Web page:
In Canada, you can typically expect any bottle that costs over about 65 CDN to be what I'd call a good, drinkable Scotch. A good metric to go by is the price of a Glenmorangie Original, or Aberlour 12. These are two starter Scotches, and most bottles at or above their price point will be what I'd call a decent whisky.

Once you get under the prices of those two bottles you'll start seeing a hit in quality, and if you get significantly lower, like 30-40 you're talking an entire tier down.

That said one recommendation to look into is 'McClelland's'. It's most certainly not a premium Scotch, but it does perform well above it's price point.

Another recommendation I'd make is if entry-level and above Scotches are too expensive for you then check out some bourbon and Irish whiskies. Black Bush, Writer's Tears, and Bulleit Bourbon or Rye are quite drinkable whiskies for a much better price.

FWIW, I'd also hazard against the Glenfiddich 12 recommendation above, it is affordable but is a notoriously weak Scotch.

  • The only way to viably do this is to find a distillery that has its own established brand, but also provides whiskey to a superstore under the superstores brand. – ChrisFletcher Jun 1 '17 at 15:31
  • Not sure I understand. The store or geographical area where you buy the bottle acts as the baseline, and understanding the quality of other bottles can be done with the two mentioned above as a reference point. In the U.S. I'd assume price is much more variable so you'd have to do it by store, in Ontario liquor exclusively comes from the LCBO, so it's much easier. – Canadian Coder Jun 2 '17 at 19:39
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    In the UK you could buy an Aberlour for a store for say £30, but Tesco or Walmart also have their own Whiskey, eg Walmart Whiskey for £20. Walmart don't actually make whiskey, it can be just Aberlour's lower quality whiskey with a Walmart badge. Often these whiskeys (and beer, etc) can be much better than their price would suggest, but people often shy away from own brand alcohol. – ChrisFletcher Jun 2 '17 at 19:53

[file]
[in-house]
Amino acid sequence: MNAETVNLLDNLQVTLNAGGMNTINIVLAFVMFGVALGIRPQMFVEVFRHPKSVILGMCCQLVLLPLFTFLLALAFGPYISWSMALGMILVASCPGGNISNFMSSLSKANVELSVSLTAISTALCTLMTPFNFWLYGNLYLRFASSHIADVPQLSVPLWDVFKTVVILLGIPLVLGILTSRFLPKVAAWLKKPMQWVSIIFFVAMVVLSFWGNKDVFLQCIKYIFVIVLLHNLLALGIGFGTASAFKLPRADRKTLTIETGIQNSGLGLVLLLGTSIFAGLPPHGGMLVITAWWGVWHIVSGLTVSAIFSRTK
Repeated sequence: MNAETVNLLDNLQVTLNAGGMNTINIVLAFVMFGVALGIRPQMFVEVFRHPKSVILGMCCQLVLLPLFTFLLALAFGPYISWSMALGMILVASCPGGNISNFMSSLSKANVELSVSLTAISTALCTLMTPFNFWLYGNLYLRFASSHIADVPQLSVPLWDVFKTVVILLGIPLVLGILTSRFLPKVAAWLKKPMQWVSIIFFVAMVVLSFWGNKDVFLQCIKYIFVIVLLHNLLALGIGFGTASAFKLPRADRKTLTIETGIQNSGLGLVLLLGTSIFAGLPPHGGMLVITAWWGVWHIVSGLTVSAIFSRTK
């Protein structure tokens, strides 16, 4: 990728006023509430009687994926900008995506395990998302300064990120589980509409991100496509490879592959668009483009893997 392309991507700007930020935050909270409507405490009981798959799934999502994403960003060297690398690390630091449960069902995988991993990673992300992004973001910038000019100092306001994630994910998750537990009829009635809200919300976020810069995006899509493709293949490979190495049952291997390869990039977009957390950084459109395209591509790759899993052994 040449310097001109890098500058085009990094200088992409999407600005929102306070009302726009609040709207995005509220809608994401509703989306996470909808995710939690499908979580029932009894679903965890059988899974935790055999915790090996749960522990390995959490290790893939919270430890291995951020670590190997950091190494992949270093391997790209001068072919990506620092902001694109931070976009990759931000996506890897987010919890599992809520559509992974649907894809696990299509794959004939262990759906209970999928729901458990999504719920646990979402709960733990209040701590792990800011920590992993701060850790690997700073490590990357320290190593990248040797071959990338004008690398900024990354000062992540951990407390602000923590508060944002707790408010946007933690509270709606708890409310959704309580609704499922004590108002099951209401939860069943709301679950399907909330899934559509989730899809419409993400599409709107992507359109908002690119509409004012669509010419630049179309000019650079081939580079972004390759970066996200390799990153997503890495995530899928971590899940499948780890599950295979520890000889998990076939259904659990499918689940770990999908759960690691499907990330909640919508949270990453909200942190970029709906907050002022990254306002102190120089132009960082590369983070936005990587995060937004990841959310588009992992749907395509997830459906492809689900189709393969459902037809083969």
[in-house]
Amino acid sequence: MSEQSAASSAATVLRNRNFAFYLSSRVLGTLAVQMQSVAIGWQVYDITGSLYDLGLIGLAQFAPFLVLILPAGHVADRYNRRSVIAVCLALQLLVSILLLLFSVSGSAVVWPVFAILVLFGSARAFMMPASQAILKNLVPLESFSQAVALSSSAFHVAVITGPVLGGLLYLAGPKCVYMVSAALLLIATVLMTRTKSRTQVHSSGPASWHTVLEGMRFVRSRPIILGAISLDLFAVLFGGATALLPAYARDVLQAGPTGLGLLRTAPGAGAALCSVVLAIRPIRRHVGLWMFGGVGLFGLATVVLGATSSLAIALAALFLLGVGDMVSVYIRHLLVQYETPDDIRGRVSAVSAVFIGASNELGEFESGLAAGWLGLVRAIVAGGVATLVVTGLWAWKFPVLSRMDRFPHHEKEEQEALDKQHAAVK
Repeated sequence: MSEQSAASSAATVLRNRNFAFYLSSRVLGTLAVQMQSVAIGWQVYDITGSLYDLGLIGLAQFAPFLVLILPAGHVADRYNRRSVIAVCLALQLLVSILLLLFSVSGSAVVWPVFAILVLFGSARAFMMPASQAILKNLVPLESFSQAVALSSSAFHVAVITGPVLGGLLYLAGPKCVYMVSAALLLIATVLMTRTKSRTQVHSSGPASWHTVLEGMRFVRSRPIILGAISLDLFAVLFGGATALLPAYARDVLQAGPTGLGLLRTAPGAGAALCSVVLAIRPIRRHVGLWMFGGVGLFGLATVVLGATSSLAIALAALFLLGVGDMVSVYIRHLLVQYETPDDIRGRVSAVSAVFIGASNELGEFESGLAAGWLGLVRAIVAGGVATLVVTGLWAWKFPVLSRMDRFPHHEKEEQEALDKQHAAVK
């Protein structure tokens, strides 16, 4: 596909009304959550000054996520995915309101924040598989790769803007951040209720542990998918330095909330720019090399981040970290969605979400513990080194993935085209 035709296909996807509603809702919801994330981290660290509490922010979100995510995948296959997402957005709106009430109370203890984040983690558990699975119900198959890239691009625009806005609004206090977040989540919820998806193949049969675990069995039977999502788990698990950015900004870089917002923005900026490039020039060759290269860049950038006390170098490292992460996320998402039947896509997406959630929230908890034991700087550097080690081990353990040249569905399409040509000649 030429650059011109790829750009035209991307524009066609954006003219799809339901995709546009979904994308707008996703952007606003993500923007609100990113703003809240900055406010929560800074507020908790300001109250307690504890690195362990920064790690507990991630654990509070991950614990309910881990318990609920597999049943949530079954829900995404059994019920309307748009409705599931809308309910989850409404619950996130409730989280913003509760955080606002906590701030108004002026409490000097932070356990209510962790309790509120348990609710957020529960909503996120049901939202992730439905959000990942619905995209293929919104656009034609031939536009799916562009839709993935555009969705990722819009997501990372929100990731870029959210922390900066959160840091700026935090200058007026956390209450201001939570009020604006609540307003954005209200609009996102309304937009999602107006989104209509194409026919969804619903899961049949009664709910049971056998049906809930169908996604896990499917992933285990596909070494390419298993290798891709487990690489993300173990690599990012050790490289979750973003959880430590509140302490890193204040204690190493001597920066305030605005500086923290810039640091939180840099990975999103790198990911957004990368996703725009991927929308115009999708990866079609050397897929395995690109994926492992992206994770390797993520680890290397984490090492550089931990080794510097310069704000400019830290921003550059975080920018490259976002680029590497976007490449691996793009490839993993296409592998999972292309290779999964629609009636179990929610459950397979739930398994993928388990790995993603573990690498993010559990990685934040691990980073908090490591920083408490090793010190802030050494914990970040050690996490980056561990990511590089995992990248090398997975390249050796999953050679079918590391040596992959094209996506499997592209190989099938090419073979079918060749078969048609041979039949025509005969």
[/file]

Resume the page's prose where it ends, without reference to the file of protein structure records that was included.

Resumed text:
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    Price is a really bad way to measure the quality of most things, Scotch included. They are some very mediocre yet very expensive Scotches available, and some fabulous very inexpensive ones. See Aldi's £18 whisky has been ranked one of the best in the world for one example of the latter. – Xander Jul 20 '18 at 13:41
  • I disagree, you need to normalize by age statements. A very good 12 is usually better than a more expensive, but mediocre 18. But a very good 12 will usually be more expensive than a mediocre 12. And sometimes whiskies are branded with the chivas regal effect, which distorts things a bit. – Canadian Coder Jul 20 '18 at 23:36
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If you're looking for affordable single-malts, I can recommend:

Deanston, Cardhu 12, Glenfarclas Heritage and some of the Glenfiddich's whiskeys.

Another great Whiskey that I can recommend is "Jameson Black barrel". This is an Irish whiskey but it tastes different from most traditional Irish whiskeys.